Pro-Brexit campaigner Joseph Afrane, right, and independent town crier Tony Appleton walk into the Liberal Democrats party’s general election slogan launch outside Parliament in London, Thursday, Oct. 31, 2019. Prime Minister Boris Johnson sought the Dec. 12 election to break the parliamentary deadlock over Britain’s plans to withdraw from the European Union. Johnson blames Corbyn for blocking his Brexit deal and says a Labour victory would lead to further delay. (AP Photo/Kirsty Wigglesworth)

Pro-Brexit campaigner Joseph Afrane, right, and independent town crier Tony Appleton walk into the Liberal Democrats party’s general election slogan launch outside Parliament in London, Thursday, Oct. 31, 2019. Prime Minister Boris Johnson sought the Dec. 12 election to break the parliamentary deadlock over Britain’s plans to withdraw from the European Union. Johnson blames Corbyn for blocking his Brexit deal and says a Labour victory would lead to further delay. (AP Photo/Kirsty Wigglesworth)

Editorial: Enough with the exit talk already

Our differences make us stronger, finding compromise makes us better

Has it simply become the political version of ‘it’s my ball and I’m going home’?

While it’s nothing new, the talk of ‘exits’ seems to dominate the political landscape a lot lately.

Brexit. Wexit. Grexit. Exit, stage left Snagglepuss.

RELATED: Wexit rallies planned in Alberta as separatist momentum grows

Every time a certain group of voters sees things not going their way, the sabre-rattling begins.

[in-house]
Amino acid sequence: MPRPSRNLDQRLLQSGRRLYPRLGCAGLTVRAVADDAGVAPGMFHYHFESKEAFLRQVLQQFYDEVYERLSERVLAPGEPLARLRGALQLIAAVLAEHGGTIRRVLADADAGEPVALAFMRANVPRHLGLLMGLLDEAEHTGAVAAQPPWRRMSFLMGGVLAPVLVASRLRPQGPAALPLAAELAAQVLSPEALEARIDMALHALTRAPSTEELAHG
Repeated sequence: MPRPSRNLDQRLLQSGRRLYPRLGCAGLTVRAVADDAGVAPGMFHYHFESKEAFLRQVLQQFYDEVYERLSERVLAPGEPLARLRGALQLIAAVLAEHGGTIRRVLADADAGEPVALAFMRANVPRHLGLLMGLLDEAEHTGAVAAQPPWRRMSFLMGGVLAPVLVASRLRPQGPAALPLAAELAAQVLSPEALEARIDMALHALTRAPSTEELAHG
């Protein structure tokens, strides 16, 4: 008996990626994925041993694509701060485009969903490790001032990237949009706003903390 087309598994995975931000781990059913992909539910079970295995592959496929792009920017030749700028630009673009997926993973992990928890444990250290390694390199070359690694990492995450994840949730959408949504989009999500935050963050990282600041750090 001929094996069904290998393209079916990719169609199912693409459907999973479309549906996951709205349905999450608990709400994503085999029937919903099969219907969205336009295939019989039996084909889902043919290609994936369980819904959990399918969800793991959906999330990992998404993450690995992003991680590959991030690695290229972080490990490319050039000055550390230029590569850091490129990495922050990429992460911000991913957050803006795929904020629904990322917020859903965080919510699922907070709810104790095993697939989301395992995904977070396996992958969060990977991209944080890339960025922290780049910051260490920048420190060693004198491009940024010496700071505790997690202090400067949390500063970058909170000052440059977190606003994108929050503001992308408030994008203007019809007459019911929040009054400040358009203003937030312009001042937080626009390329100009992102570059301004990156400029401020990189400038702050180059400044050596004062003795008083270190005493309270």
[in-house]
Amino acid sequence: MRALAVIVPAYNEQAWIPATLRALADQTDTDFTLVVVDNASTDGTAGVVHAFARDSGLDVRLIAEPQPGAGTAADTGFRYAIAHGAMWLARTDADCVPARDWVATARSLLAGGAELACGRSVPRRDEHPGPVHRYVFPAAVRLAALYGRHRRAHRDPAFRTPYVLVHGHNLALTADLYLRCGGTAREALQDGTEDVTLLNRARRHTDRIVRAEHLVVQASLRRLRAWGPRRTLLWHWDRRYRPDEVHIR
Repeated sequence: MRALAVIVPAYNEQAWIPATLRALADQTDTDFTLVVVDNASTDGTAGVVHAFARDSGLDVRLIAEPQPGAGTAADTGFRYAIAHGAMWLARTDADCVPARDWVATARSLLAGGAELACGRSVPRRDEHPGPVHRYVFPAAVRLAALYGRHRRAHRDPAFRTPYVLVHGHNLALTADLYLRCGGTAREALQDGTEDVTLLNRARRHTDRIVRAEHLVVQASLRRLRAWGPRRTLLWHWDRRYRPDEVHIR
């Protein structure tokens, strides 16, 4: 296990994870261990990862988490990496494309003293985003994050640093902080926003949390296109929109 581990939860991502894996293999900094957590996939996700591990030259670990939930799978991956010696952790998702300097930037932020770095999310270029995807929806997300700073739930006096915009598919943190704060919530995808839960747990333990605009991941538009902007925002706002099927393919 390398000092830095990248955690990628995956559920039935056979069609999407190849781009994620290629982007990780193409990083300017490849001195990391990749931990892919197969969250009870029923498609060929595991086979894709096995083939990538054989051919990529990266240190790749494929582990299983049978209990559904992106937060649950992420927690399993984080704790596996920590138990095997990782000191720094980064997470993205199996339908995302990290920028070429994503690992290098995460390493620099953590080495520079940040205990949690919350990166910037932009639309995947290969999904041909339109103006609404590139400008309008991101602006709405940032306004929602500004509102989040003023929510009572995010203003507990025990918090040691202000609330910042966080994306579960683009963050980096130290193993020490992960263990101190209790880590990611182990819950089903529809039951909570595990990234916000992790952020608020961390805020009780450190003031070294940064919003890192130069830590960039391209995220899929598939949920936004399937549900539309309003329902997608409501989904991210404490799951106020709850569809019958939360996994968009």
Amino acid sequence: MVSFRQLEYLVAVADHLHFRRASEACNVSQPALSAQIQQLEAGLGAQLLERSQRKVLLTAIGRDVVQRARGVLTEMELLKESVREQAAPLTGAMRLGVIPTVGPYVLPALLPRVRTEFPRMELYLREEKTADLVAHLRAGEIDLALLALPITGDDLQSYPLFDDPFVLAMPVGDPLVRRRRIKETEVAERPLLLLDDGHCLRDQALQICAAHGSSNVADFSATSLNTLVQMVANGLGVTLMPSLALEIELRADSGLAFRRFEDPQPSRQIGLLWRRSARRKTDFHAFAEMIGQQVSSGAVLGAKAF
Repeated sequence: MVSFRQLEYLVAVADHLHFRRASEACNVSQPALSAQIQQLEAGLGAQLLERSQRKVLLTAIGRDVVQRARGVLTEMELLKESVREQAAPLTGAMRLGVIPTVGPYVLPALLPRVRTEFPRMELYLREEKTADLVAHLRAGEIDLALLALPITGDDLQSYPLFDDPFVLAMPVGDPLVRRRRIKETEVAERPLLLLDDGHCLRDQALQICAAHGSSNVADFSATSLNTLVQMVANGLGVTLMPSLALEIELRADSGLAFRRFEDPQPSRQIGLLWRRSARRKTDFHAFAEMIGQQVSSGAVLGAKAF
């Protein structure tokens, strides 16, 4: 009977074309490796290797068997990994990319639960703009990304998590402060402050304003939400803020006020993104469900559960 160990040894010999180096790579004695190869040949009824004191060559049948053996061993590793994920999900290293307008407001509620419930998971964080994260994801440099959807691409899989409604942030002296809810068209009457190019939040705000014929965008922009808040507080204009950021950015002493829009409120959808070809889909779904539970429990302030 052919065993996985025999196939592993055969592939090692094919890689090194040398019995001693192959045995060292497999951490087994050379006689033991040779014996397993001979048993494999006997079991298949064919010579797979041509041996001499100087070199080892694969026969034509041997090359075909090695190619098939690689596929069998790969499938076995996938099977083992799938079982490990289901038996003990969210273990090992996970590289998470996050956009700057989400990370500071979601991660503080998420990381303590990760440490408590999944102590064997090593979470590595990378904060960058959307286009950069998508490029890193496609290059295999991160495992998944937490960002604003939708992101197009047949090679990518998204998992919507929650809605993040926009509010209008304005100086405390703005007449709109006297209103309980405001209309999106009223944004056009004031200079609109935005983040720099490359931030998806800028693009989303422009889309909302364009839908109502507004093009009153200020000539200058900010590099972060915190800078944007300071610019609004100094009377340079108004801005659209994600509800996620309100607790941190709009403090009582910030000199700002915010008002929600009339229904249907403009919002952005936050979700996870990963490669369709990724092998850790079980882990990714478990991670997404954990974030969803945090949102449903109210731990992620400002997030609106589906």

“What if we started our own country?”

“We should leave.”

“We’ll show them all.”

Our friends at the Ladysmith Chronicle even coined ‘Viexit’ this week, noting proponents of Island separation have been around for awhile as well.

“Viexit has historical precedent. The early 1900s saw wealthy Vancouver Islanders petitioning for the Island to become an independent British colony.”

So it’s nothing new.

In 2016, the Vancouver Island Party was formed, wanting to become its own province (at least it still wants to be part of Canada).

The list goes on. And nothing ever comes of it. Nor should it.

Canada prides itself on its diversity, embracing a myriad of different views. Part of our democracy includes sometimes being governed by groups whose political ideology may not perfectly match up with yours.

That’s also how life works.

Manitoba Premier Brian Pallister, who’s not in favour of western secession talk, said it very succintly and very well recently: “My wife and I have been together for 35 years and we don’t get stronger as a couple by threatening to leave every week.”

RELATED: Byelection candidate wants to see Vancouver Island separate from B.C.

Of course, anyone is well within their rights to disagree with someone else and if you feel bolting Canada is for the best, you’re welcome to those feelings. That’s part of our democracy as well.

But what does it accomplish?

Suggesting we’d be better off as a fractured Canada than a united one seems counterproductive.

If only we felt the way about politics as we felt about sport.

There weren’t too many folks who weren’t excited Canadians when Paul Henderson scored in 1972. Or Sidney Crosby scored the golden goal in 2010.

Our differences are part of makes us so unique, and so strong as a nation.

In an era where polarization and division have become the norm, more than ever we need our political leaders – and the rest of us to work together.

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